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Another Excellent Response to the Dover Decision

Casey Luskin

139 pages of judicial overreach, ignoring important facts, scientific error, and logical fallacy (but other than that, it’s great!–why all the fuss?) have given the blogosphere much material to discuss. Richard Cleary has an extensive review of the Kitzmiller decision at Viewpoint. Cleary clearly highlights a fallacy in the argument ID is creationism repackaged:

“The first claim, that ID must be religious, even though it doesn’t appear to be, because it evolved from (forgive me) creationism, is silly. Because one theory emerges from the embers of another doesn’t entail that it necessarily bears all or even many of the traits of the other. Modern theories of the atom are all descendents of Democritus’ belief that such entities exist, but the belief that there are atoms pretty much exhausts the similarities between the modern and the ancient views. Modern chemistry is directly descended from alchemy but chemistry is not alchemy. It is logically illicit to infer that because ID is a descendent of creationism it is therefore creationism in disguise.”

(The Dover Decision I: Endorsing Religion?)

This seems especially applicable because although the authors of the <i.Pandas textbook did use the term creationism in pre-publication versions, the Pandas textbook promotes a theory of ID which is conceptually distinct from creationism in some of the very characteristics which caused creationism to be declared unconstitutional: creationism postulates a “supernatural creator” while the theory intelligent design abstains from engaging in such religious discussions. (see FTE’s amicus brief for details)

Though I’m don’t agree 100% with how Cleary discusses this next issue, he makes a thought-provoking argument that ID is no more religious than Neo-Darwinism:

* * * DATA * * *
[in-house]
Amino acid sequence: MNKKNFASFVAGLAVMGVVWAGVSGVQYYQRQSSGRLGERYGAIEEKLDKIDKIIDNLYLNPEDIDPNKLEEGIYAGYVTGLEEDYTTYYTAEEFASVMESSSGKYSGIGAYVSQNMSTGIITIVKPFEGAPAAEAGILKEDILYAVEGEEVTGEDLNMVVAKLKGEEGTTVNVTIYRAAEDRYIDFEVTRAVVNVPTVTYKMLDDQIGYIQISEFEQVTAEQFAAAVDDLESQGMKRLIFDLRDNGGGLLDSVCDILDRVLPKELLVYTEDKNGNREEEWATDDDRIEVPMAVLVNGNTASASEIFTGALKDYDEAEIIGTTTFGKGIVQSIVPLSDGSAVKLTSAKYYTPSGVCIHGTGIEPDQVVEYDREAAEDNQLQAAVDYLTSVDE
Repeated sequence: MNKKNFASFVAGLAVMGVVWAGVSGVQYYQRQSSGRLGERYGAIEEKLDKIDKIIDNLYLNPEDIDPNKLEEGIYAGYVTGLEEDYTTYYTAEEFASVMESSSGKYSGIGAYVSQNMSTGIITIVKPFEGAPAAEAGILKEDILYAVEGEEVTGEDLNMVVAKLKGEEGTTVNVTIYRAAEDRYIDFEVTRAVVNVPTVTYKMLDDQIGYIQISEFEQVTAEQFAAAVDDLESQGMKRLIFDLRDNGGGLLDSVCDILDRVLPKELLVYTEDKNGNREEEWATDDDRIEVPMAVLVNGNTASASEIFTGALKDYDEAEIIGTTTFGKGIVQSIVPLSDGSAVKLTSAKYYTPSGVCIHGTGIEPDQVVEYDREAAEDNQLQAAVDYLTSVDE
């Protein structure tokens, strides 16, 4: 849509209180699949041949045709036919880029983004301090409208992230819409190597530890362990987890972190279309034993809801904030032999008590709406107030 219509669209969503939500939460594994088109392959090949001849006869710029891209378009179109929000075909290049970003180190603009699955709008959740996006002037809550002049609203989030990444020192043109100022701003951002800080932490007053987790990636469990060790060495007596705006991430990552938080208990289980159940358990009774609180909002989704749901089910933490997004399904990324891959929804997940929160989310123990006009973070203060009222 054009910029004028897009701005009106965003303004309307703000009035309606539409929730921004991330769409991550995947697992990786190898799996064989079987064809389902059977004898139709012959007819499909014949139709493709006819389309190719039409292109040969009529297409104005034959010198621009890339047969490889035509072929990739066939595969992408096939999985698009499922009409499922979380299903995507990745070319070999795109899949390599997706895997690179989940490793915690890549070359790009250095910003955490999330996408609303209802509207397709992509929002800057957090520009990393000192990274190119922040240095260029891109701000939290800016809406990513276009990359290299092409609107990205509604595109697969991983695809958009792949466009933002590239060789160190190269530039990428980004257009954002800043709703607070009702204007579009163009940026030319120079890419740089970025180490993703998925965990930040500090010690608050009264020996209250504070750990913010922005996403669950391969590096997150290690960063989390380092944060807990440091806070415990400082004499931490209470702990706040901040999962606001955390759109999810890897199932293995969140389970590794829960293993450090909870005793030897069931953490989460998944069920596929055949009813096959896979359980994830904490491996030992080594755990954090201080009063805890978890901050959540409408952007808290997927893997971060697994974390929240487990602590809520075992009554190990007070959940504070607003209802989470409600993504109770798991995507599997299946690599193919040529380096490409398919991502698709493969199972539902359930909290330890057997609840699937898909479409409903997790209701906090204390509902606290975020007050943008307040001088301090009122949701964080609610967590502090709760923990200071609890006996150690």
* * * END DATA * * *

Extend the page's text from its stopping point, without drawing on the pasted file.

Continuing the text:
It’s unfortunate that Judge Jones has never read Roy Clouser’s The Myth of Religious Neutrality. Clouser demonstrates in the first part of his book that the only thing that all religions share in common, and which therefore distinguishes a religion as such, is a divinity belief. By this he means that every religion holds a belief that something is unconditionally, non-dependently real and is the ultimate source of everything else. Since everyone holds that something is the non-dependent source of everything else, everyone, even the naturalist who believes the ultimate, non-dependent source is nature, or the materialist who believes it is matter, holds a religious belief.

When the Darwinian therefore claims that all of life is the product purely of natural, blind, purposeless mechanisms he is advancing a religious belief. The effect of the Judge’s ruling, though he is unaware of it, was not to ban religion from the science classroom because that’s an impossible task, but rather to ban a certain kind of religious claim from the classroom – the claim that matter, or the cosmos, might not be the non-dependent source of everything else.

In an astonishing contortion of justice the judge has banned the claim that the cosmos is not divine and privileged the claim that it is divine against any and all official criticism.
(The Dover Decision V: Final Thoughts)

Read the rest at and don’t forget to pick up your Judge Jones bumper sticker (especially if you’re a federal judge, so you don’ t waste your judicial resources deciding issues Judge Jones already figured out).